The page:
Purdue University Department of Agronomy

Corny News Network

10 Apr 2008
URL: http://www.kingcorn.org/news/articles.08/Wheat-LateN-0410.html

Late Nitrogen Applications on Wheat

Jim Camberato and Chuck Mansfield
Agronomy Dept., Purdue Univ.
West Lafayette, IN 47907-2054
Email addresses: jcambera@purdue.edu and cmansfie@purdue.edu

It is not too late to topdress wheat with nitrogen fertilizer. Although it is best to have nitrogen (N) applied prior to jointing, wheat can respond to N applied through emergence of the flag leaf. However, as the season progresses, more physical damage is done to wheat by N application with ground equipment. Also, less yield response is obtained and more increase in grain protein is observed with later applications of N.

Topdress N rate should be adjusted down 10-15 % for wheat that is already jointed (Feekes Growth Stage (GS) 6 – see figure below). For more descriptions of wheat growth stages, see the references cited below. As wheat continues to progress through Feekes GS 7 to GS 9, the response to applied N is likewise reduced and further reductions in N rates should be made. No benefit to applied N fertilizer will be realized after the flag leaf is fully emerged (Feekes GS 9). Wheat across the southern third of Indiana is jointed and some wheat is already in Feekes GS 7. For the rest of the state, wheat is either beginning to joint or (for northern Indiana) is still at Feekes GS 4 to GS 5 where one would expect it to benefit from the full rate of N.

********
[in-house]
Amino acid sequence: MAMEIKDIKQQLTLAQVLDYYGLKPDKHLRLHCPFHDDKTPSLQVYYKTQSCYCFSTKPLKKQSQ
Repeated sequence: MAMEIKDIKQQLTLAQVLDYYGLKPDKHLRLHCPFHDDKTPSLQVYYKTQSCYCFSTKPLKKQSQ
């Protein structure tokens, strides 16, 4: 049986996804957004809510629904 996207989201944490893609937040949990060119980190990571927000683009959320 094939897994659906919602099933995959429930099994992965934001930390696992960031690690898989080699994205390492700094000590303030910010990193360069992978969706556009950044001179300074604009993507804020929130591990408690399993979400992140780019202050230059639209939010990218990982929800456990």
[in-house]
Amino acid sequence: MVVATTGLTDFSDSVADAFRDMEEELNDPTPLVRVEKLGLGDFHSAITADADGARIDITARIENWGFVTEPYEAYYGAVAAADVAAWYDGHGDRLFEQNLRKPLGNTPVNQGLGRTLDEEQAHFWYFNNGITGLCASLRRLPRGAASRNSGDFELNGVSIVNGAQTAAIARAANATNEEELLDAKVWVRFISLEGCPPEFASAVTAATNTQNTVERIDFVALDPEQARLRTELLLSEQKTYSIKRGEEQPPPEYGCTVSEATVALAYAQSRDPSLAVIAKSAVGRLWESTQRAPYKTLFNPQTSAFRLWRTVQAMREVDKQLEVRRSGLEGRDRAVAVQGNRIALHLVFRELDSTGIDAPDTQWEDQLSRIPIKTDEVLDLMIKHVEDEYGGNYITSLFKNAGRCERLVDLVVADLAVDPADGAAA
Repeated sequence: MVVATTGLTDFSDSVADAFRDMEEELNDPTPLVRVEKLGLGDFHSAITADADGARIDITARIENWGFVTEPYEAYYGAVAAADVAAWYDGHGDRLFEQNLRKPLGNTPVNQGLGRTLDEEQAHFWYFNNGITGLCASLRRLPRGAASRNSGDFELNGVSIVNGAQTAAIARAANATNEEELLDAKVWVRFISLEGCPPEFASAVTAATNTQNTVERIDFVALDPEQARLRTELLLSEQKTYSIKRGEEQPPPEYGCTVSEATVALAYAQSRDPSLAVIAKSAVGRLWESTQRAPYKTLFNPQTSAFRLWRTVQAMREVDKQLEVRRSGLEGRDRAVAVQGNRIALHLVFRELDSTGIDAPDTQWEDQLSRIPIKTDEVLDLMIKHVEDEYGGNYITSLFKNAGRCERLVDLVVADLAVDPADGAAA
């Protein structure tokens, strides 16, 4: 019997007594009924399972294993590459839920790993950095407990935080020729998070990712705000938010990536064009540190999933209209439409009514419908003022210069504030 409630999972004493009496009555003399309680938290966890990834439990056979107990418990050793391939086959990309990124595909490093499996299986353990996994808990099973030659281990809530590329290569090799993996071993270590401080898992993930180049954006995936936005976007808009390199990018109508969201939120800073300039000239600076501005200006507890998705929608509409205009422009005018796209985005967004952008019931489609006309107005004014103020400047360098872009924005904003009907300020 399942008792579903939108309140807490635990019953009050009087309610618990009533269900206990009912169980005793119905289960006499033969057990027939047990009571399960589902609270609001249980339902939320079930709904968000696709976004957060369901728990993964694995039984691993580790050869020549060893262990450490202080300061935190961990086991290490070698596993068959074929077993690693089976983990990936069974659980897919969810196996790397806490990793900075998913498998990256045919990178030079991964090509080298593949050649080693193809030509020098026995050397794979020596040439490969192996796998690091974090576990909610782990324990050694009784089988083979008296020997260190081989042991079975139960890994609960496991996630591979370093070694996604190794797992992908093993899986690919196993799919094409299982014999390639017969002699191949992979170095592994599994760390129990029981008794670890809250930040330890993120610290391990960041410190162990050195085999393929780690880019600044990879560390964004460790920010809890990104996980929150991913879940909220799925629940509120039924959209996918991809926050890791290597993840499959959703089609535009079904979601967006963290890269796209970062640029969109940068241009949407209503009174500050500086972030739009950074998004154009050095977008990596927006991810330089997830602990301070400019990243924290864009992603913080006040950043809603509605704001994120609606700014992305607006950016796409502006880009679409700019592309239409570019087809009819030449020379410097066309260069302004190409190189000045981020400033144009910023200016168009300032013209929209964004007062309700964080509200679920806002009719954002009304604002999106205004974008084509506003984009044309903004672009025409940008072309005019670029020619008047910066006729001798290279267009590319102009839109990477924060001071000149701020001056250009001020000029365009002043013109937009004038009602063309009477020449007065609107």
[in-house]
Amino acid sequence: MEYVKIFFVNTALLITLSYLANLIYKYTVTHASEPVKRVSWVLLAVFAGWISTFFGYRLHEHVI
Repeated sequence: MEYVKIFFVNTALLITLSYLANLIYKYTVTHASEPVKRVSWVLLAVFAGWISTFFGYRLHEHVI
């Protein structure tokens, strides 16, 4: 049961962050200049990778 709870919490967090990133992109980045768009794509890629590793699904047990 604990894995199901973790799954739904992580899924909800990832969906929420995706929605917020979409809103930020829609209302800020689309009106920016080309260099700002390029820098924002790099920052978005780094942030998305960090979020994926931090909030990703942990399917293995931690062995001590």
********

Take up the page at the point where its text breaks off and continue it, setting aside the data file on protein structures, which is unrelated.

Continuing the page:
There are pluses and minuses to all fertilizer sources especially as the season progresses. Liquid fertilizers are going to burn more than solids. When applying liquid N, use streamer bars or drop nozzles, not flat fans, to minimize contact with the leaf tissue. You can also reduce the burn potential by diluting the liquid N half and half with water. Of the solid N sources, urea will burn less than ammonium nitrate or ammonium sulfate.

Surface-applied liquid urea-ammonium nitrate (UAN) and urea always have the potential to lose N to the air by ammonia volatilization, but the potential is higher now with warm temperatures than earlier in the year when it was cold. Under worst case conditions, 15 to 30% of the N may be lost from UAN and urea. Adding a urease inhibitor to UAN and urea may be warranted to reduce ammonia loss. Little N will be lost from surface-applied ammonium nitrate or ammonium sulfate, but they are more expensive and can cause more foliar burn than urea-containing fertilizers. Adding a nitrification inhibitor to the N fertilizer is unlikely to be beneficial with late application of N. Use of slow-release N fertilizers may result in inadequate N availability and are not recommended for use at this time.


Image source: http://nue.okstate.edu/GSchart.htm

Related References

NUEweb. Physiological Feekes Growth Stages in Winter Wheat. Date unknown. Oklahoma State Univ. [On-line]. Available at http://nue.okstate.edu/GSchart.htm. [URL accessed 4/10/08].

Shaner, Greg, Charles Mansfield, and Bill Johnson. 2008. Identifying Wheat Growth Stages. Pest & Crop Newsletter, Purdue Extension, Purdue Univ. [On-line]. Available at http://extension.entm.purdue.edu/pestcrop/2008/issue2/index.html#identify. [URL accessed 4/10/08].